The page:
While China's trade data published overnight may have smashed expectations, with both exports and imports coming far stronger than expected, and surprising China watchers who were expecting a far worse print amid the the disruptions to operations at Ningbo port in August (with Goldman pointing out that "the impact on trade activities was limited likely because lockdown restrictions at ports were relatively targeted and throughput volume was redirected to nearby ports"), the reality is that China's economy continues to flounder as the most recent set of contractionary PMI prints indicated.
The latest proof of China's economic deceleration, came from the latest consumer spending data which showed that Chinese consumers cut back sharply on buying cars and apartments in August as stronger regulation of the property market and a broad Covid outbreak in the country further undercut the economy’s already slowing recovery.
Property sales in the four first-tier cities declined 16% in August from a year ago, according to Bloomberg calculations based on weekly data.
At the same time, total automobile sales (including to companies) plunged about 22% over the same period, the biggest decline since last March when the nation was still in lockdown to control the initial Covid cases.
While China’s economic growth was already slowing in July, with private consumption weakening faster than industrial and export sectors, Bloomberg notes that that was made worse by the Covid outbreak in August as cities nationwide reintroduced lockdowns during the summer holidays, a time when consumers usually travel and spending on cars traditionally starts to pick up.
Economic activities slowed further in August on a year-on-year basis, especially consumption and service activities, partly due to the flood shocks and Covid restrictions, UBS AG economists wrote in a note last week. “We see property activities weakening further in the second half on continued hawkish property policies,” they said.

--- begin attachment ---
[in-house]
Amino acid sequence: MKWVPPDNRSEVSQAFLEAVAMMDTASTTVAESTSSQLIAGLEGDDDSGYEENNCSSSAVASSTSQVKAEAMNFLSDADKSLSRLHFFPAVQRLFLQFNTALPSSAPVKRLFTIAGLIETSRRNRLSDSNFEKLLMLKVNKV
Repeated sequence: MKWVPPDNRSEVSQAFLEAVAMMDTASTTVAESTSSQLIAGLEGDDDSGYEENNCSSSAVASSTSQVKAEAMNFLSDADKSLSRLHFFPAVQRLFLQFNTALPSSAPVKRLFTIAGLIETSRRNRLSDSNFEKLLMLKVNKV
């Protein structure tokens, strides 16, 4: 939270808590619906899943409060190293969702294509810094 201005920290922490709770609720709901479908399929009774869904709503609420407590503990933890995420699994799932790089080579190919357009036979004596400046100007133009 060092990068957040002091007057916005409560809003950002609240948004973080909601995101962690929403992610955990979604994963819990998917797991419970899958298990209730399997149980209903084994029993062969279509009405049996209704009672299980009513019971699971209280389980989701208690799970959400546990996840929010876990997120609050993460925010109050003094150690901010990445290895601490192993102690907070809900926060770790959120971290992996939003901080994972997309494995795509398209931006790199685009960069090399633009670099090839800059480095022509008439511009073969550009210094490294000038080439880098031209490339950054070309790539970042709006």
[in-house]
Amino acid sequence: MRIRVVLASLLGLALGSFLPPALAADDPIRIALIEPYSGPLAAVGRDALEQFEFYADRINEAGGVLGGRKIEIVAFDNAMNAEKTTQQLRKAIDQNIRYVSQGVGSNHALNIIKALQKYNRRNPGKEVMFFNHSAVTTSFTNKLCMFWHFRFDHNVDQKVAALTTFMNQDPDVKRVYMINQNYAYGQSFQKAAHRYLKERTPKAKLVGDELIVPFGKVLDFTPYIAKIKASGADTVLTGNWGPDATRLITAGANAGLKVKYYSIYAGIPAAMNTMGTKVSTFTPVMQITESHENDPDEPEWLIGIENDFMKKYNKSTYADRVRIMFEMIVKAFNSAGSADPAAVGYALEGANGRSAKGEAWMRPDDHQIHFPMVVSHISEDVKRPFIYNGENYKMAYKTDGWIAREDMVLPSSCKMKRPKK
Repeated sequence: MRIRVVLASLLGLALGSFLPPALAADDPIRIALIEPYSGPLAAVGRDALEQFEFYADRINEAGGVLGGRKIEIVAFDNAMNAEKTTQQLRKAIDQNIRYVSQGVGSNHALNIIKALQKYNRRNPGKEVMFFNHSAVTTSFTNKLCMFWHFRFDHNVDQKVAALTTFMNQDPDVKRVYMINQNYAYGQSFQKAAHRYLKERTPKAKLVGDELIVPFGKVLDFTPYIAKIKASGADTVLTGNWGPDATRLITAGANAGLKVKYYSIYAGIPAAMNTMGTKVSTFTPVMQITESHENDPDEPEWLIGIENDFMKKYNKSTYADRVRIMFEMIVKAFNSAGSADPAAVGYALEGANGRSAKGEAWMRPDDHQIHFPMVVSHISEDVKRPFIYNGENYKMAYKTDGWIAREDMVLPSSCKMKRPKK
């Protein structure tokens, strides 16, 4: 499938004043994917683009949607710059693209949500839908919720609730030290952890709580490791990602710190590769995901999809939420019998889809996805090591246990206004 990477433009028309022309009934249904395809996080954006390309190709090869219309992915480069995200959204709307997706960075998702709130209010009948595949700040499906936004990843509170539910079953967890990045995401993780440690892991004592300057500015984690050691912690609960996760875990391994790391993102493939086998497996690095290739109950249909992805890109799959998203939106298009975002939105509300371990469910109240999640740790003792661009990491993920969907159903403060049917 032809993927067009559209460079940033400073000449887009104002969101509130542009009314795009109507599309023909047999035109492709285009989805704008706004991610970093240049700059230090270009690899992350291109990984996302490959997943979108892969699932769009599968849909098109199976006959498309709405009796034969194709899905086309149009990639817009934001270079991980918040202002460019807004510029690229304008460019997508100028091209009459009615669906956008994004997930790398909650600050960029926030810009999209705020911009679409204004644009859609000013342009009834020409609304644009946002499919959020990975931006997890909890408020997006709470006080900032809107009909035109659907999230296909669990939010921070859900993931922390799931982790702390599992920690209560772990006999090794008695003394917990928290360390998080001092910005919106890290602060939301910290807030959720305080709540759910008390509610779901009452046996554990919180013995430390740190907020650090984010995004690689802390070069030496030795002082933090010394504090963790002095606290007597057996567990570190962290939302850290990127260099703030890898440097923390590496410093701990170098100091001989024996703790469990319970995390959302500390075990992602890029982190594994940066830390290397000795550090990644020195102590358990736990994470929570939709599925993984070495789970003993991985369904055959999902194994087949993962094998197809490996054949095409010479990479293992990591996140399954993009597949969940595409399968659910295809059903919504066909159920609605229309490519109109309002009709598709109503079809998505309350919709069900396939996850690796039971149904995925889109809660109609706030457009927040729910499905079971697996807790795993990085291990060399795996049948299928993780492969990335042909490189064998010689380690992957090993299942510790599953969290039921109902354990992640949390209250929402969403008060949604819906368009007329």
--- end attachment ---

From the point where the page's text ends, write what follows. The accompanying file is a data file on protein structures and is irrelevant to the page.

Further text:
The continued shortage of computer chips and weakening demand has hit vehicle output and sales this year. The slump likely undermined retail sales growth for August, which the government is due to release next week: and since cars make up about 10% of the value of retail sales each month, expect a very bad number.
But it was the housing print that was the shocker: after all, unlike the US where the stock market is where the bulk of household net worth resides, in China it's the opposite and housing represents the biggest household asset by far. As such "a rapid slowdown in property sector activities could lead to a significant spillover effect on both upstream industrial demand and consumption,” Bank of America economists wrote in a report this week. They estimate that more than 28% of China’s gross domestic product is related to the property sector, and said more policy stimulus in the housing sector is needed to support growth.
In other words, while the latest service PMI prints hinted that far from growing, China's economy is now in contraction, the next batch of economic data, and specifically retail sales, may confirm that after the trillions in stimulus injected into the economy, China's economy is indeed on the verge of contraction, an unheard of development for a world desperate for China's massive stimulus to kickstart the next reflationary cycle. However, as recent events with Evergrande clearly demonstrate - with China's largest developer on the verge of collapse - Beijing has vastly different plans for this particular economic cycle.